Clause 131 - Power to seize etc. vehicles driven without insurance

Serious Organised Crime and Police Bill – in a Public Bill Committee at 6:15 pm on 20 January 2005.

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Question proposed, That the clause stand part of the Bill.

Photo of Mrs Marion Roe Mrs Marion Roe Conservative, Broxbourne

With this it will be convenient to discuss new clause 15—Power to seize etc. vehicles driven without a valid licence—

'After section 164 of the Road Traffic Act 1988 (c. 52) insert—

''164A Power of constables to seize vehicles driven without a valid licence

(1) Subsection (3) applies where—

(a) a contable in uniform requires, under section 164, a person to produce his licence for examination,

(b) the person fails to produce such a licence, and

(c) the constable has reasonable grounds for believing that the vehicle is being, or has been, driven in contravention of section 87.

(2) Subsection (3) also applies where—

(a) a constable in uniform requires, under section 163, a person driving a motor vehicle to stop the vehicle,

(b) the person fails to stop the vehicle, or to stop the vehicle long enough for the constable to make such lawful enquiries as he considers appropriate, and

(c) the constable has reasonable grounds for believing that the vehicle is being, or has been, driven in contravention of section 87.

(3) Where this subsection applies, the constable may—

(a) seize the vehicle in accordance with subsections (4) and (5) and remove it;

(b) enter, for the purpose of exercising a power falling within paragraph (a), any premises (other than a private dwelling house) on which he has reasonable grounds for believing the vehicle to be;

(c) use reasonable force, if necessary, in the exercise of any power conferred by paragraph (a) or (b).

(4) Before seizing the motor vehicle, the constable must warn the person appearing to drive, or have driven, the vehicle in contravention of section 87 that he will seize it if the person does not provide him immediately with evidence that he holds a valid licence. 

But the constable is not required to give such a warning if the circumstances make it impracticable for him to do so.

(5) If the constable is unable to seize the vehicle immediately because the person driving the vehicle has failed to stop as requested or has driven off, he may seize it at any time within the period of 24 hours beginning with the time at which the conditions in subsection (1) or (2) are first met.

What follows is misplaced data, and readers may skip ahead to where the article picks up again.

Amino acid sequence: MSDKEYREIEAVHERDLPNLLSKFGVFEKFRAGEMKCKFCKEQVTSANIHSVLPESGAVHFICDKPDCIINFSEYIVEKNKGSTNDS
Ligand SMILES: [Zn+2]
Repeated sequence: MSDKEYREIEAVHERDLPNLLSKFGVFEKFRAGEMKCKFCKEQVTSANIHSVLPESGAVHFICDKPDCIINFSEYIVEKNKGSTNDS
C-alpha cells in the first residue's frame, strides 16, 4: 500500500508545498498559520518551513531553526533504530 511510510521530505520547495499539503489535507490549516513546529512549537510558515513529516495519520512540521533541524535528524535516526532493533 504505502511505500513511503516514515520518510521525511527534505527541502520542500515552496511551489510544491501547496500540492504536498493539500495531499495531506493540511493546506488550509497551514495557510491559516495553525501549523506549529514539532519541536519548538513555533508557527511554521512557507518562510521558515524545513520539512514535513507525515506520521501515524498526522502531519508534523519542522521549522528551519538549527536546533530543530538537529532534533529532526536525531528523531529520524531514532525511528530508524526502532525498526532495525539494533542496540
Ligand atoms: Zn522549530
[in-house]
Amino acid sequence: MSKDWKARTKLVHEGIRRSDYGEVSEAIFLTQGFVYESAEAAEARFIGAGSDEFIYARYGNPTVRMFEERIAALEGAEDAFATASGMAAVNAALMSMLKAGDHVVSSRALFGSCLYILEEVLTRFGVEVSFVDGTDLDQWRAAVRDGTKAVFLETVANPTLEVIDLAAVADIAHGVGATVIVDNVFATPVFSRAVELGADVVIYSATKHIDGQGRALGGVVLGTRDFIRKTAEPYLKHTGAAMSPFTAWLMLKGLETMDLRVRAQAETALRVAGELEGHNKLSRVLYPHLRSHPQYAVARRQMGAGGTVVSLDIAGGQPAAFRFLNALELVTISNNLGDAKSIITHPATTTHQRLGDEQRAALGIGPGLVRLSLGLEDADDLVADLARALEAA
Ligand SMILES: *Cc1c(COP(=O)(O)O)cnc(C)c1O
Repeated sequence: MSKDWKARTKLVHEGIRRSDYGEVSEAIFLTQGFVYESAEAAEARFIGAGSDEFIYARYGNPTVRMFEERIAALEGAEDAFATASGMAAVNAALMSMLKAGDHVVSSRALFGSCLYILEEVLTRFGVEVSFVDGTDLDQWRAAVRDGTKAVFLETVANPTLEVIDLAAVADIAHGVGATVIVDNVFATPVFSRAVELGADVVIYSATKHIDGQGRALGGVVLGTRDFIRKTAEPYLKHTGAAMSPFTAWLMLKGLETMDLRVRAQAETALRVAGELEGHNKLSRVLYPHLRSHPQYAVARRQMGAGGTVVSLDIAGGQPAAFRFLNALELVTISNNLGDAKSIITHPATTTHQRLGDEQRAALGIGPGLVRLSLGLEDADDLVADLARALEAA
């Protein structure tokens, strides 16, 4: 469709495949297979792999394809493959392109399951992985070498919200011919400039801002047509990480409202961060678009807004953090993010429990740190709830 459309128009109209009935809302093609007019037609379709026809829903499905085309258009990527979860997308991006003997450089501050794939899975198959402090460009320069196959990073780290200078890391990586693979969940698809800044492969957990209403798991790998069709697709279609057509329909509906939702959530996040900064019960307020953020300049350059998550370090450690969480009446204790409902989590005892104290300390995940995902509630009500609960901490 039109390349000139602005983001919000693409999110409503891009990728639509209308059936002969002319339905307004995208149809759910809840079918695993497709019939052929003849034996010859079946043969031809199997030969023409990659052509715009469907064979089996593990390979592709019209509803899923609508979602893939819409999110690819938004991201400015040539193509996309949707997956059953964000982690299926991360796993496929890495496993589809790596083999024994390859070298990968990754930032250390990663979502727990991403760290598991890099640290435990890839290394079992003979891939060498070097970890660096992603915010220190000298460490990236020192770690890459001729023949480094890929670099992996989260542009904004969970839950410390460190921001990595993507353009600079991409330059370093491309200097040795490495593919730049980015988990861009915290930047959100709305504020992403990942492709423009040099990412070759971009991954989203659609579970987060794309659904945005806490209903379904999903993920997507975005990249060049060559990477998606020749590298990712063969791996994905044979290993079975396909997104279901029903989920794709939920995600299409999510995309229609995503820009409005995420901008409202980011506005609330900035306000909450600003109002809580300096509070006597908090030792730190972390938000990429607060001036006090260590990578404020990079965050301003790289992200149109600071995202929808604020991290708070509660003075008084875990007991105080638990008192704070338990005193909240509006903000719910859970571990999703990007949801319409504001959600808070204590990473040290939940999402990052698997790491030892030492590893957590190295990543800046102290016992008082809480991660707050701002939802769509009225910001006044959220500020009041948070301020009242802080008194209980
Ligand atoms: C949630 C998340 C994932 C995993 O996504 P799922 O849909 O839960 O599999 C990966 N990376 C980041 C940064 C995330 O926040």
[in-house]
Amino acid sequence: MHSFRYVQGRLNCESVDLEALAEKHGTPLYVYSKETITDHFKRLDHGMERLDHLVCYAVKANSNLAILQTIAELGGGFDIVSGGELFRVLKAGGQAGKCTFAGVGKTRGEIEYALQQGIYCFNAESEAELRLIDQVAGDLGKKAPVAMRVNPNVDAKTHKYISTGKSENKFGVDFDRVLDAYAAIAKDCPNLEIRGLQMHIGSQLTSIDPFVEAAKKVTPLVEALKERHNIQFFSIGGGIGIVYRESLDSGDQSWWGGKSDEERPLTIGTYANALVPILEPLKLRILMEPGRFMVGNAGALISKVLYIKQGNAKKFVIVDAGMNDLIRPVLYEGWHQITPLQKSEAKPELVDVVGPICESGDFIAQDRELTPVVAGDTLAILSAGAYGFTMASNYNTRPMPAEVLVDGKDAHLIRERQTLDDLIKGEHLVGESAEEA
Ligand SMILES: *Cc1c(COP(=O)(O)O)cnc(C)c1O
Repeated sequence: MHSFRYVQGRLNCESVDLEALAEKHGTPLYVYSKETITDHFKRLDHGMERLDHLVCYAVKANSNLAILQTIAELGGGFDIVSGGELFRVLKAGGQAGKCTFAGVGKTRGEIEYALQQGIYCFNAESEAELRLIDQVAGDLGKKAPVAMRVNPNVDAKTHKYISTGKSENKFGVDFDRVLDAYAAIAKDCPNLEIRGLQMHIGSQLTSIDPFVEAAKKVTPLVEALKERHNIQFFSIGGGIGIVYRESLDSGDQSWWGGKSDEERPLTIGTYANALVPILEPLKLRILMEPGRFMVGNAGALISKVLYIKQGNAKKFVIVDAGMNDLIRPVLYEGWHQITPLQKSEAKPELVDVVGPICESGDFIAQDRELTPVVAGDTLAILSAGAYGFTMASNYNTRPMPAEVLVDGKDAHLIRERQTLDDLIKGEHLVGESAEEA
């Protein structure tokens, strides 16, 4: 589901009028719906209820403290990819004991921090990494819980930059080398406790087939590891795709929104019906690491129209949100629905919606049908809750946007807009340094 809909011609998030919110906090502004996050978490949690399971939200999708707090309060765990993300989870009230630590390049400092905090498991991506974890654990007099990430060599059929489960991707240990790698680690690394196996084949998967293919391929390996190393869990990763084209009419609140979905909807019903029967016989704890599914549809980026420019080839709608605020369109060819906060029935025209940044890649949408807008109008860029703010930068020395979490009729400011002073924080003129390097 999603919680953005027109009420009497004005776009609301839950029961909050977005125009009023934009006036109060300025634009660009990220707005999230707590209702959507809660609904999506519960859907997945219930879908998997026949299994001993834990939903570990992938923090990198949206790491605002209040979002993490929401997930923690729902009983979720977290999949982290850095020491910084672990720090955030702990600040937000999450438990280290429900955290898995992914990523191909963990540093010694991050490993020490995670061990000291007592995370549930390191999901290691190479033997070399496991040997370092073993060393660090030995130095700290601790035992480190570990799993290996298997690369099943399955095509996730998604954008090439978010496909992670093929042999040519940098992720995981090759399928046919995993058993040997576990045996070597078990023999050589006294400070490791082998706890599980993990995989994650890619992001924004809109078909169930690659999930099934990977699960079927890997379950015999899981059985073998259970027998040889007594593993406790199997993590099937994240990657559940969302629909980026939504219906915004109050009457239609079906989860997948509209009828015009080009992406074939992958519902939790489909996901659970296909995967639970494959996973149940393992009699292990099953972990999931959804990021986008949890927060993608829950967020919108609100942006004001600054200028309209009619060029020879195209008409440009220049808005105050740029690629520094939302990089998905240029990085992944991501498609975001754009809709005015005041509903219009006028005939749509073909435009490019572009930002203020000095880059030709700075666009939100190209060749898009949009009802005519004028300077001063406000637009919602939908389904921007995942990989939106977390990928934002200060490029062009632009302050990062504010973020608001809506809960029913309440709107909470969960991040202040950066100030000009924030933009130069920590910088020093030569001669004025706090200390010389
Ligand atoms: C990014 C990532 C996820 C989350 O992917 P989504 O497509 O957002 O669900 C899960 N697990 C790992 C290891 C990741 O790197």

(6) The powers conferred on a constable by this section are exercisable only at a time when regulations under section 164B are in force.

(7) In this section—

(a) a reference to a motor vehicle does not include an invalid carriage;

(b) a reference to a licence is a reference to a document or other evidence within section 98;

(c) 'private dwelling house' does not include any garage or other structure occupied with the dwelling house, or any land appurtenant to the dwelling house.

164B Retention etc. of vehicles seized under section 164A

(1) The Secretary of State may by regulations make provisions as to—

(a) the removal and retention of motor vehicles seized under section 164A; and

(b) the release and disposal of such motor vehicles.

(2) Regulations under subsection (1) may, in particular, make provision—

(a) for the giving of notice of the seizure of a motor vehicle under section 164A to a person who is the registered keeper, the owner or the driver of that vehicle;

(b) for the procedure by which a person who claims to be the registered keeper or the owner of a vehicle seized under section 164A may seek to have it released;

(c) for requiring the payment, by the registered keeper, owner or driver of the vehicle, of fees, charges or costs in relation to the removal and retention of such a motor vehicle and to any application for its release;

(d) as to the circumstances in which a motor vehicle seized under section 164A may be disposed of;

(e) as to the destination—